Fair fares for Wellington bus users

May 3rd, 2012 at 9:10 am by David Farrar

Tony Randle has analysed the proposed increased fares in Wellington. He finds:

My analysis is that they are unfair because the PT cost increases are due to increased rail costs (to pay for the new trains) so why must bus users be charged more.  My more detailed analysis is attached (I send you the Word version so you can more easily extract elements should you so choose).

 Anyway, I think the it fairer to have rail users pay their share of the costs of improved rail services by increasing the heavily discounted rail fares that are not available to bus commuters.  There is a similar issue with respect to some cities (Wellington and Lower Hutt) paying excessive rates (in the $Ms) to support other areas (Kapiti and Wairarapa) but I have not yet written up my analysis in this area.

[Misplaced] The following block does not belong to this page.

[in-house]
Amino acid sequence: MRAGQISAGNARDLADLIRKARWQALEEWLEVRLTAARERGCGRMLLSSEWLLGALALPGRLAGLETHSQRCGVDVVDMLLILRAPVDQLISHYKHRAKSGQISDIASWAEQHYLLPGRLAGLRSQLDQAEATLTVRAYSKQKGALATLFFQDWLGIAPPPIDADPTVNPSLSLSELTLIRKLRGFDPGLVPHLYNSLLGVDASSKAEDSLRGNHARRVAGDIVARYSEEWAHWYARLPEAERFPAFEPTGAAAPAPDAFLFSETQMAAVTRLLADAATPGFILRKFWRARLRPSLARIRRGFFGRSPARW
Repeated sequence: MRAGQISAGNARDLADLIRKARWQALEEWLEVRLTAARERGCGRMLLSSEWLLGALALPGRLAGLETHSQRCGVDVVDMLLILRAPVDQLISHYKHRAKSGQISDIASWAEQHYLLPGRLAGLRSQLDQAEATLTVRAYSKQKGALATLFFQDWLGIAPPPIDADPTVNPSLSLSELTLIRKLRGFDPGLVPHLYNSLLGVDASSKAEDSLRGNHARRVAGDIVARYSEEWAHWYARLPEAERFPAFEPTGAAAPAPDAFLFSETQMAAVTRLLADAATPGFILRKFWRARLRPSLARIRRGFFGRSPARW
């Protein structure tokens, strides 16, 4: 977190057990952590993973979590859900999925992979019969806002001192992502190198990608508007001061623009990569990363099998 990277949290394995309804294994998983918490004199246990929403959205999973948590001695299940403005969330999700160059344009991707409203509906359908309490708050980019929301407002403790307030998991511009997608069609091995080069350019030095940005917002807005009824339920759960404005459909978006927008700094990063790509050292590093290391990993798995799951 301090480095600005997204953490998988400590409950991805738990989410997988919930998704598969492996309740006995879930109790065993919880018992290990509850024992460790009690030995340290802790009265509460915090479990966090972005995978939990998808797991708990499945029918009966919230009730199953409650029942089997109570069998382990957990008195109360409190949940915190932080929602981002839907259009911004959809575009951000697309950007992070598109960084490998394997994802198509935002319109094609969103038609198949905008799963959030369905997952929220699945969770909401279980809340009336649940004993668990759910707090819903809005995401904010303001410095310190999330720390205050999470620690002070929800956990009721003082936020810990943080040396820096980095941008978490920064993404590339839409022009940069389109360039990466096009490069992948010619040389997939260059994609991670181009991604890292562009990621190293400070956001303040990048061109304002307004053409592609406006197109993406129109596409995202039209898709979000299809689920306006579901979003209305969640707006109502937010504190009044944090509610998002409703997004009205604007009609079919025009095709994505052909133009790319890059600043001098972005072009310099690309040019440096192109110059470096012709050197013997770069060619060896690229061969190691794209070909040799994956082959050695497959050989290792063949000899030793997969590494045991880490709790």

seems to have a weird anti-bus fetish. They even tried recently to close some bus lines down, so people would use the trains more.

You can submit on the proposed fare increases up until end of Friday. Tony’s analysis is below.

Fair Fares for Wellington – Bus Fares to Fund Increased Rail Costs

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15 Responses to “Fair fares for Wellington bus users”

  1. bhudson (4,741 comments) says:

    Fair enough in one sense, but taking Tony Randle’s logic to its full extent, he must also be stating that it is wrong for ratepayers to sudsidise bus or train services they don’t use.

    You can’t have it both ways Tony.

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  2. KiwiGreg (3,259 comments) says:

    Take the council, regulators and government out of the equation and let the market set the price. If you dont think that’s “fair” walk or drive your car. Fixed.

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  3. swan (665 comments) says: